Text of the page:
Lyme disease is the most common vector-borne disease in the United States. And chances are if you’re an avid fan of the great outdoors during the spring and summer months; you’ve heard it being mentioned. While covering up, wearing the correct insect repellent, and checking yourself for ticks after you’ve been outdoors are great steps to follow to reduce your risk of contracting the disease; recent estimates suggest that just under 500,000 people may still get Lyme disease each year in the United States.

People become exposed to Lyme disease when they’re bitten by an infected black-legged tick. These infamous ticks are more active in the summer months and are usually found in heathland, woodland, parkland, and grassy areas [1]. Doctors use one of two common tests used to detect Lyme disease: enzyme-linked immunosorbent assay (ELISA) and the Western blot. If you would prefer to test from home, you can do so with LetsGetChecked’s at-home Lyme Disease Test.



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How do I check for Lyme disease?


Lyme disease is most common in Northern America or Northern Europe. People who spend time in wooded or grassy areas and have exposed skin are most at risk of tick bites. If you are bitten and successfully remove the tick within two days, your risk of contracting Lyme disease is low. Still, it’s always important to err on the side of caution and take a Lyme disease test if you have been exposed to Lyme disease-carrying ticks.

A blood test is used to identify the antibodies of the bacteria in your blood (Borrelia burgdorferi). As it can take your body some time to develop antibodies, these tests are the most reliable a few weeks after initial exposure.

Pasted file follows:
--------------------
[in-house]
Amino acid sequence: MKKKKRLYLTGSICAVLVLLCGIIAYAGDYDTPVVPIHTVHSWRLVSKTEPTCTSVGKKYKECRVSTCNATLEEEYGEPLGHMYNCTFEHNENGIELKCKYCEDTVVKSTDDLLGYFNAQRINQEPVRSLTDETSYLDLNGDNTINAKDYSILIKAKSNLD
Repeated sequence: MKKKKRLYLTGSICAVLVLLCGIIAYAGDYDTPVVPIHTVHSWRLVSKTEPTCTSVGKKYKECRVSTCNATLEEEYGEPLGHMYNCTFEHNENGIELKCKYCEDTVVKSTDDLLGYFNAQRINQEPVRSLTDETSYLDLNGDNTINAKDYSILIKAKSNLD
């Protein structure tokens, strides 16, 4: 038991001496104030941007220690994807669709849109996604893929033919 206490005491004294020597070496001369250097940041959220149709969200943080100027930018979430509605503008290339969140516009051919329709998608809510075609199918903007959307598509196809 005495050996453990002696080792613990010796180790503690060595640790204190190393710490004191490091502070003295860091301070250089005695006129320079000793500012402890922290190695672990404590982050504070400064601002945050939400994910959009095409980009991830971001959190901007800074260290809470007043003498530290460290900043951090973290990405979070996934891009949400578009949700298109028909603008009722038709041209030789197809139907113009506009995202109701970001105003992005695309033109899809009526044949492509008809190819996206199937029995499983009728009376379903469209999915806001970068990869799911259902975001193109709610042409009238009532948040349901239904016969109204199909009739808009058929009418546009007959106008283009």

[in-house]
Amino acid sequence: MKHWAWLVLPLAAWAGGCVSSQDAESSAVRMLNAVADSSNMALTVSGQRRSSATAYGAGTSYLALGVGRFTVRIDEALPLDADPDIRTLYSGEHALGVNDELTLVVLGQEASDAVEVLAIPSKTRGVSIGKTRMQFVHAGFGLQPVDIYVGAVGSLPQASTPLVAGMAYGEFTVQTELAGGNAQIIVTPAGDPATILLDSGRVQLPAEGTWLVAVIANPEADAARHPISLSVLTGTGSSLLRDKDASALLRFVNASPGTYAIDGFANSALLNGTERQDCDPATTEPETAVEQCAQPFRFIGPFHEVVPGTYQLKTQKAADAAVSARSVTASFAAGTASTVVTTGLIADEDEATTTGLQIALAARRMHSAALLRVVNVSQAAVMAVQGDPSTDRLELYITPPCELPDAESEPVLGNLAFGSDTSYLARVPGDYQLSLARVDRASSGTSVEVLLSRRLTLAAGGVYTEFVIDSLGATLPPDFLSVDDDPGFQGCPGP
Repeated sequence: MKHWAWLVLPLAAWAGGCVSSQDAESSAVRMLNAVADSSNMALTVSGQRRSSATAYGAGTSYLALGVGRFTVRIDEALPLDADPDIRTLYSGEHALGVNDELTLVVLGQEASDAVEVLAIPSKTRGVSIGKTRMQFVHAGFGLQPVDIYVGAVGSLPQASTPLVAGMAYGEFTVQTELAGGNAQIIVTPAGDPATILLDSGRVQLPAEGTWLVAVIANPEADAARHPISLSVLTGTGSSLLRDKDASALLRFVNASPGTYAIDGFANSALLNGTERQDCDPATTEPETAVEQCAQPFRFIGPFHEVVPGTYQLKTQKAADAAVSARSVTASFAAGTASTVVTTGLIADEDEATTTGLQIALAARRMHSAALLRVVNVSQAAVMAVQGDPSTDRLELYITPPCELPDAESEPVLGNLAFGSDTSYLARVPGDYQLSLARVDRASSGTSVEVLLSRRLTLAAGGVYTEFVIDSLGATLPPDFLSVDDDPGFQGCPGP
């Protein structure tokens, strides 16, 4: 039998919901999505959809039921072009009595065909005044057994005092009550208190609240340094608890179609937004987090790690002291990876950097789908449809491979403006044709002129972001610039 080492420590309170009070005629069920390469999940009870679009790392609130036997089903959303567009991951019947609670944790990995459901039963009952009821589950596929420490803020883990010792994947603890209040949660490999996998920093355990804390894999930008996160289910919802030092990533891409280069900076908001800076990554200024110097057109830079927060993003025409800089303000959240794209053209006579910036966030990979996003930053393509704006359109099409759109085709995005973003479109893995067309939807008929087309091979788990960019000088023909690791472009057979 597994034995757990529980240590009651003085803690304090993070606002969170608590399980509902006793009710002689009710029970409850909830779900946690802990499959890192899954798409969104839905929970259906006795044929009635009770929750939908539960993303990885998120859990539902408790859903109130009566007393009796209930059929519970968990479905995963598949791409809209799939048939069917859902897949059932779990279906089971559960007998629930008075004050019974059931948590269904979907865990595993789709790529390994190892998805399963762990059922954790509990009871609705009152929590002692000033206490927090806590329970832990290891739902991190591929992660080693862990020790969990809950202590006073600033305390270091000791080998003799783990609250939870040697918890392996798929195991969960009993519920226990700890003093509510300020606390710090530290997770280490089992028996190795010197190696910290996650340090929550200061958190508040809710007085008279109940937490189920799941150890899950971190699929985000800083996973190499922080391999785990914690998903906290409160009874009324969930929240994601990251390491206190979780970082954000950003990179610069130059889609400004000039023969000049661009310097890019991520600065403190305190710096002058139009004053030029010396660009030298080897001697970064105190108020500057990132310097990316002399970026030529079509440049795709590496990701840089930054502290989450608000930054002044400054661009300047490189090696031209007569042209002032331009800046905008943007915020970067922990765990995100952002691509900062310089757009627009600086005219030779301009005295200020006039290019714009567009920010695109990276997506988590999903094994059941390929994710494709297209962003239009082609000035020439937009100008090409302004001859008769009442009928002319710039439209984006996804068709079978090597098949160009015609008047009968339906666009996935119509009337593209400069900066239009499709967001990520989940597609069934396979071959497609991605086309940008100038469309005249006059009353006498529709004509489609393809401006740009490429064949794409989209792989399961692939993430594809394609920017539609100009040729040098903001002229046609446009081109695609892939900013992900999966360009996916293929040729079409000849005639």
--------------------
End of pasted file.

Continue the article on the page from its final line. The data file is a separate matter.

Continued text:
If you would like to test from home, LetsGetChecked’s at-home Lyme Disease Test works by identifying Borrelia antibodies in the blood which can indicate exposure to Lyme disease. It involves a simple finger prick sample and online results will be available within 2-5 days.

The test will arrive in discreet packaging with a return envelope and clear instructions inside. Should you have any questions, our dedicated medical team is available throughout the process to offer a helping hand. If you need further information about the collection process, you can find out more here.


When should I test for Lyme disease?


Lyme disease can sometimes show no obvious signs or symptoms for weeks, months, or even years [2]. If symptoms do the show, they may include:

  • Headache
  • Fatigue
  • Red target-like skin rash
  • Muscle and joint aches

It can take 2-6 weeks after a tick bite for the Lyme Disease Test to identify antibodies in the blood. If you are concerned about Lyme disease you should consider testing (or retesting) 6 weeks after the tick bite. If you develop the erythema migrans rash, or if you experience any neurological symptoms, you should contact your doctor immediately.

See also: The Signs And Symptoms Of Lyme Disease: Your Guide


The earlier the infection is identified, the easier it becomes to treat. This, along with the fact obvious signs don’t always emerge, makes it so important to take a Lyme Disease Test if you believe you’ve been exposed to ticks during any outdoor adventures. The process is simple:

  1. The test is shipped directly to you by next day delivery
  2. Activate your test and answer a few health-related questions
  3. Your health record will be reviewed by a medical team member and should you need any support services, they will be provided
  4. Collect your sample at a time that suits you
  5. Send your sample back to our laboratory using the pre-paid shipping label provided
  6. Your sample will be processed in an anonymous and timely manner
  7. Your results will be reviewed by our team of doctors. A member of our nursing team will contact you to deliver your results, discuss any next steps and offer prescriptions in some cases

You should consider taking the test if:

  • You are presenting with symptoms of Lyme disease
  • You live in a place that is rich in vegetation or a woodland area
  • You live in Northern America or Northern Europe
  • You go camping or hiking on a regular basis, particularly during the Summer or Autumn
  • You come into contact with larger woodland animals on a regular basis


Buy an At-Home Lyme Disease Test

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References

  1. HSE. Summer is here so time to protect against Lyme disease. Online: HSE.ie, 2018
  2. Centers for Disease Control and Prevention. Signs and Symptoms of Untreated Lyme Disease. Online: Cdc.gov, 2020